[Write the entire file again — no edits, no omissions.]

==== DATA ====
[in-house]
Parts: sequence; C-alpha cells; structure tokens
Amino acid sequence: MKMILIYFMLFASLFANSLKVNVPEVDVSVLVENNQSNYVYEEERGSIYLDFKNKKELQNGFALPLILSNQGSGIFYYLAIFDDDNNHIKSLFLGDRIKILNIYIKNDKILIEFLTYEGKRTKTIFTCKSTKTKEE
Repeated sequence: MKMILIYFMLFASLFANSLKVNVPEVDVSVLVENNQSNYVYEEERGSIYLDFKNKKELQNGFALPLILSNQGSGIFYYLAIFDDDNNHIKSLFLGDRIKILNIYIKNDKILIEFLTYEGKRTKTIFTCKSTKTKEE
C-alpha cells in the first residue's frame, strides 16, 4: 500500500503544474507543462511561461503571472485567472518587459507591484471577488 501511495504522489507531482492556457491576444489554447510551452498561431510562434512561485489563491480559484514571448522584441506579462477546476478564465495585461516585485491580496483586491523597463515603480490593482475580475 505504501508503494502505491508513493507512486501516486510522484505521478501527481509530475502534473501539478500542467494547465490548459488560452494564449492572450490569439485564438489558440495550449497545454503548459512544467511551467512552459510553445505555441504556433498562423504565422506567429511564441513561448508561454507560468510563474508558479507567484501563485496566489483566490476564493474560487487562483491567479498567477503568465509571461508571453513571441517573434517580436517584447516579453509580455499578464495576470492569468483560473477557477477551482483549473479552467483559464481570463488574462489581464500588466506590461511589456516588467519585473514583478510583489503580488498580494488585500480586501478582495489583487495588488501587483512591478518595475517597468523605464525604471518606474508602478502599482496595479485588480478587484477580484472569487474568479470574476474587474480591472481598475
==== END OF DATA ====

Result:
[in-house]
Parts: sequence; C-alpha cells; structure tokens
Amino acid sequence: MKMILIYFMLFASLFANSLKVNVPEVDVSVLVENNQSNYVYEEERGSIYLDFKNKKELQNGFALPLILSNQGSGIFYYLAIFDDDNNHIKSLFLGDRIKILNIYIKNDKILIEFLTYEGKRTKTIFTCKSTKTKEE
Repeated sequence: MKMILIYFMLFASLFANSLKVNVPEVDVSVLVENNQSNYVYEEERGSIYLDFKNKKELQNGFALPLILSNQGSGIFYYLAIFDDDNNHIKSLFLGDRIKILNIYIKNDKILIEFLTYEGKRTKTIFTCKSTKTKEE
C-alpha cells in the first residue's frame, strides 16, 4: 500500500503544474507543462511561461503571472485567472518587459507591484471577488 501511495504522489507531482492556457491576444489554447510551452498561431510562434512561485489563491480559484514571448522584441506579462477546476478564465495585461516585485491580496483586491523597463515603480490593482475580475 505504501508503494502505491508513493507512486501516486510522484505521478501527481509530475502534473501539478500542467494547465490548459488560452494564449492572450490569439485564438489558440495550449497545454503548459512544467511551467512552459510553445505555441504556433498562423504565422506567429511564441513561448508561454507560468510563474508558479507567484501563485496566489483566490476564493474560487487562483491567479498567477503568465509571461508571453513571441517573434517580436517584447516579453509580455499578464495576470492569468483560473477557477477551482483549473479552467483559464481570463488574462489581464500588466506590461511589456516588467519585473514583478510583489503580488498580494488585500480586501478582495489583487495588488501587483512591478518595475517597468523605464525604471518606474508602478502599482496595479485588480478587484477580484472569487474568479470574476474587474480591472481598475